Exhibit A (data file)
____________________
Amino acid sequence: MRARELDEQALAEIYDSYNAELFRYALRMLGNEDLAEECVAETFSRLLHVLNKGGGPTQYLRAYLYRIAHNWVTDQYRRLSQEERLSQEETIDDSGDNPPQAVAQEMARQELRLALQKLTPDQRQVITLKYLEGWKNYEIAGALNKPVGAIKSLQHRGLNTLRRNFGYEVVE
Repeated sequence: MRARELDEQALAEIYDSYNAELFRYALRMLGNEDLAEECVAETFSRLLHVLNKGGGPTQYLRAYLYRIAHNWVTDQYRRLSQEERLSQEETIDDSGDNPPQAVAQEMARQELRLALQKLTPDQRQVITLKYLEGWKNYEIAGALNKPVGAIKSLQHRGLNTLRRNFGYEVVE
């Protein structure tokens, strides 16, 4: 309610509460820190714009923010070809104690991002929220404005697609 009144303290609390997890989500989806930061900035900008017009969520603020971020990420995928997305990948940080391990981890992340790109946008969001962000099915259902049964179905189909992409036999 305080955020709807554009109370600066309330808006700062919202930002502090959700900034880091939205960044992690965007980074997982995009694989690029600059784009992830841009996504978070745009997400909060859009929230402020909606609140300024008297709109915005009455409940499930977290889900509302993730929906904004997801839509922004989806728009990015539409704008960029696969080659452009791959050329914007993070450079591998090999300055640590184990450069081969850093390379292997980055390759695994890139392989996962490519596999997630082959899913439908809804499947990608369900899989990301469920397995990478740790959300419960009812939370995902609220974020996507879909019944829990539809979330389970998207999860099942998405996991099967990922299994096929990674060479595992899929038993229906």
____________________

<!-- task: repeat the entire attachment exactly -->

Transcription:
Amino acid sequence: MRARELDEQALAEIYDSYNAELFRYALRMLGNEDLAEECVAETFSRLLHVLNKGGGPTQYLRAYLYRIAHNWVTDQYRRLSQEERLSQEETIDDSGDNPPQAVAQEMARQELRLALQKLTPDQRQVITLKYLEGWKNYEIAGALNKPVGAIKSLQHRGLNTLRRNFGYEVVE
Repeated sequence: MRARELDEQALAEIYDSYNAELFRYALRMLGNEDLAEECVAETFSRLLHVLNKGGGPTQYLRAYLYRIAHNWVTDQYRRLSQEERLSQEETIDDSGDNPPQAVAQEMARQELRLALQKLTPDQRQVITLKYLEGWKNYEIAGALNKPVGAIKSLQHRGLNTLRRNFGYEVVE
């Protein structure tokens, strides 16, 4: 309610509460820190714009923010070809104690991002929220404005697609 009144303290609390997890989500989806930061900035900008017009969520603020971020990420995928997305990948940080391990981890992340790109946008969001962000099915259902049964179905189909992409036999 305080955020709807554009109370600066309330808006700062919202930002502090959700900034880091939205960044992690965007980074997982995009694989690029600059784009992830841009996504978070745009997400909060859009929230402020909606609140300024008297709109915005009455409940499930977290889900509302993730929906904004997801839509922004989806728009990015539409704008960029696969080659452009791959050329914007993070450079591998090999300055640590184990450069081969850093390379292997980055390759695994890139392989996962490519596999997630082959899913439908809804499947990608369900899989990301469920397995990478740790959300419960009812939370995902609220974020996507879909019944829990539809979330389970998207999860099942998405996991099967990922299994096929990674060479595992899929038993229906």